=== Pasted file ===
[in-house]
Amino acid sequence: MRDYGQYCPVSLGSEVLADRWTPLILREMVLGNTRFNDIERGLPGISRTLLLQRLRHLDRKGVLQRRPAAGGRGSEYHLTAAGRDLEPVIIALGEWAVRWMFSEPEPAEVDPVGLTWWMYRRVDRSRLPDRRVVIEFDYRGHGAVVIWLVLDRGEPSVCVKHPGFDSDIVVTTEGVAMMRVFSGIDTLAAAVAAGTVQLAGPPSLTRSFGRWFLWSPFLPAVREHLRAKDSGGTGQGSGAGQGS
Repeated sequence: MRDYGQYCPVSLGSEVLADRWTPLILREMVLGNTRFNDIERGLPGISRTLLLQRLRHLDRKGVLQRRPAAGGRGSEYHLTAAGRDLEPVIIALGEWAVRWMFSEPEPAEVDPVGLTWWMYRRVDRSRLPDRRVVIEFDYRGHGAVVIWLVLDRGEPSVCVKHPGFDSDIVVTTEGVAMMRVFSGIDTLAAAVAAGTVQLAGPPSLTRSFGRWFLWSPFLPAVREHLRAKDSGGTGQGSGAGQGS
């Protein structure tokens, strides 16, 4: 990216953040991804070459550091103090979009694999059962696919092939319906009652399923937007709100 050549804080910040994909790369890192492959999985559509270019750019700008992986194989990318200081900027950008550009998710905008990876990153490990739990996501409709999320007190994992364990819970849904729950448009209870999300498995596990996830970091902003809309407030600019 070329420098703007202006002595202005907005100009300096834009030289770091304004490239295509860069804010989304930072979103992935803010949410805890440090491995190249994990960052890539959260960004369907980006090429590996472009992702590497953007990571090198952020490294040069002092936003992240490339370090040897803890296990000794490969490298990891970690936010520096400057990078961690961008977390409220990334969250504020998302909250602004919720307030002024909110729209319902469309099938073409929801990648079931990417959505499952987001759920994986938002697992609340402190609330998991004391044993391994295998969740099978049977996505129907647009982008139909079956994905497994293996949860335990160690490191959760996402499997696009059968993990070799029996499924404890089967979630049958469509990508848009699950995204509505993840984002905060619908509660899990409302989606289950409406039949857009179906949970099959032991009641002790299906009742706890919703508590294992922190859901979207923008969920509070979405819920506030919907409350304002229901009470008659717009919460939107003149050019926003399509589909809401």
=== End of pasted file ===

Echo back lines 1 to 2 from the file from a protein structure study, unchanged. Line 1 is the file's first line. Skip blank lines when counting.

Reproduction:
[in-house]
Amino acid sequence: MRDYGQYCPVSLGSEVLADRWTPLILREMVLGNTRFNDIERGLPGISRTLLLQRLRHLDRKGVLQRRPAAGGRGSEYHLTAAGRDLEPVIIALGEWAVRWMFSEPEPAEVDPVGLTWWMYRRVDRSRLPDRRVVIEFDYRGHGAVVIWLVLDRGEPSVCVKHPGFDSDIVVTTEGVAMMRVFSGIDTLAAAVAAGTVQLAGPPSLTRSFGRWFLWSPFLPAVREHLRAKDSGGTGQGSGAGQGS